As we plow through our super-busy workdays, we often devote so much time to being productive that we have little time left to think about eating well. We might be burning the midnight oil, but we aren’t burning very many calories.
The saying, “You are what you eat” may be a cliché, but like all clichés, it’s true. According to writer and psychologist Ron Friedman, “Food has a direct impact on our cognitive performance, which is why a poor decision at lunch can derail an entire afternoon.” He explains: “Just about everything we eat is converted by our body into glucose, which provides the energy our brains need to stay alert. When we’re running low on glucose, we have a tough time staying focused and our attention drifts. This explains why it’s hard to concentrate on an empty stomach.”
Improve your mood and boost your energy
Healthy eating is linked to lower rates of depression. It also affects our bodies and minds in more subtle ways to give us a boost. In fact, eating well can work with your body chemistry to keep your energy levels up all day long. But of course, everything depends on what you choose to eat.
Everyone knows it’s important to avoid junk food. So what should you eat to be on top form? Green leafy vegetables, unrefined carbohydrates (legumes, fruit and vegetables), and whole grains are great for maintaining energy levels over long periods of time, and they’ll help you avoid the dreaded afternoon energy slump caused by eating too much refined sugar and white starches.
Avoiding junk food can also improve gut health, which is believed to play a vital role in improving overall mood. The theory is that the trillions of bacterial cells that live in the gut act as a sort of “second brain,” passing signals from your gut to your brain. An unhealthy microbiome can lead to health issues such as a weak immune system, while a healthy gut has been linked to improved mental health.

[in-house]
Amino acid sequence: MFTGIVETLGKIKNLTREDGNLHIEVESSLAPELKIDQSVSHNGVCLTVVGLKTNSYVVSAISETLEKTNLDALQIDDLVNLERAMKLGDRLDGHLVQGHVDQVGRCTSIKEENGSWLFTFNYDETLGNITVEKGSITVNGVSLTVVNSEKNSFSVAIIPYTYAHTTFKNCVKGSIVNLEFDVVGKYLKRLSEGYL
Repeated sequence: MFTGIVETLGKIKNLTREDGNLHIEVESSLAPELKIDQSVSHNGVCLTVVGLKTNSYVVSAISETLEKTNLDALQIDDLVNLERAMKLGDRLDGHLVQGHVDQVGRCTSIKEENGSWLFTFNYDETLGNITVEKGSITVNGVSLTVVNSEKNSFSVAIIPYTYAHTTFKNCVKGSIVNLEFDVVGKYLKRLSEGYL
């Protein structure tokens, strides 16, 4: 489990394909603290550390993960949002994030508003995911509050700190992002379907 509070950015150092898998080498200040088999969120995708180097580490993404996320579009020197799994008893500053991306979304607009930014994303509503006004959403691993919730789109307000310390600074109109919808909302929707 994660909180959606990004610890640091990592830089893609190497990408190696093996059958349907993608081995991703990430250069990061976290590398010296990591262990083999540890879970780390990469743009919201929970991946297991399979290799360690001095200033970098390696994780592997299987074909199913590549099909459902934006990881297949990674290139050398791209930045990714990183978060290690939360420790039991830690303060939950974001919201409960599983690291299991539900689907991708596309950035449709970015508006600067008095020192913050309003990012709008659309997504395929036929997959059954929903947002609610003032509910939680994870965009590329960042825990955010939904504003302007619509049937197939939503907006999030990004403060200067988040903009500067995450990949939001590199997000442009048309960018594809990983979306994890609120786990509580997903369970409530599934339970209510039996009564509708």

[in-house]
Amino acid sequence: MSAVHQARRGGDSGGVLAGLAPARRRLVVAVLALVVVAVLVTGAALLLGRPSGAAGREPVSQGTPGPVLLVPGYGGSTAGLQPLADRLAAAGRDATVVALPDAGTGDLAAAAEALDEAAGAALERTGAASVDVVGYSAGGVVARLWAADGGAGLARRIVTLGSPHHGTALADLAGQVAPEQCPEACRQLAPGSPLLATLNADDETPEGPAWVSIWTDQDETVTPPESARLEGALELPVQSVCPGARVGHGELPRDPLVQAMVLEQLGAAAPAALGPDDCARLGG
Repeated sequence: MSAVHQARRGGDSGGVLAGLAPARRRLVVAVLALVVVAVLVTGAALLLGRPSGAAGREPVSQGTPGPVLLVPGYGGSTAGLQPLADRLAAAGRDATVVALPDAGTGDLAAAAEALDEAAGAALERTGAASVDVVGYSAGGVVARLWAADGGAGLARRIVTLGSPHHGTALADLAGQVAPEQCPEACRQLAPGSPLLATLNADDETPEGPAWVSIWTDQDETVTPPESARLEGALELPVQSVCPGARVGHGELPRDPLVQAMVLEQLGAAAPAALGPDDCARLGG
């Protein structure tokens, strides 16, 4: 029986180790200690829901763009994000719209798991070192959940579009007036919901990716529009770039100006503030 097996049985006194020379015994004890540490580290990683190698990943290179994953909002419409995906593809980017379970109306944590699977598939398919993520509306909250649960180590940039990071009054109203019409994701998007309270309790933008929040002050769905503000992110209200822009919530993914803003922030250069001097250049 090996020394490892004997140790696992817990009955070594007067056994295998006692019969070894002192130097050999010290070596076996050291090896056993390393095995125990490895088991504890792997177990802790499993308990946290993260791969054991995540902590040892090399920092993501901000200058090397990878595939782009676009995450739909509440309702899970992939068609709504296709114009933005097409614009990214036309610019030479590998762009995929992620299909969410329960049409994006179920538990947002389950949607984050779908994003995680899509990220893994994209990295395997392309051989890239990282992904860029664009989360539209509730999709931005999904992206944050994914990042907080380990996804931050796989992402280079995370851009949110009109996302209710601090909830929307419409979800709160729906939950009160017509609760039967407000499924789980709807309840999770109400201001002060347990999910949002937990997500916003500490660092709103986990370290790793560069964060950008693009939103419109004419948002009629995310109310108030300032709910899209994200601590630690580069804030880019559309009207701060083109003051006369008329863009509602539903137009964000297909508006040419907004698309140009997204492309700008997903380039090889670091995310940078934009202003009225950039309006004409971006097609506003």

Other surprising benefits of eating well Improve your mood and boost your energy
The food you eat won’t turn you into an Olympic athlete, but it’s far more than just a source of fuel. Eating the right foods can help you with your time-management skills, your image, and even your decision-making ability.
For example, scheduling healthy meals at certain times of day will push you to structure other aspects of your workday. Breakfast is a perfect example. Skipping breakfast and rushing to work is a recipe for a stressful, ill-prepared day. Instead of rushing out the door with a muffin, scheduling time for a full breakfast – even if it’s just ten minutes – will give you time to wake up properly and plan your day. The result will be a more prepared, relaxing workday that will be less chaotic and more productive.
Another benefit of eating well is what looking healthy can do for your image. Despite the importance of fighting against negative stereotypes, the reality is that if you’re fit, you’ll be seen as a more capable and respected leader.
And of course, when you eat foods that are good for your body, you’re eating foods that are good for your brain. You’ll benefit in multiple ways, gaining heightened alertness and mental clarity, better memory, enhanced creativity, and improved sleep.
So put down that cheeseburger and grab a salad. (And if you don’t like kale, there’s always spinach!)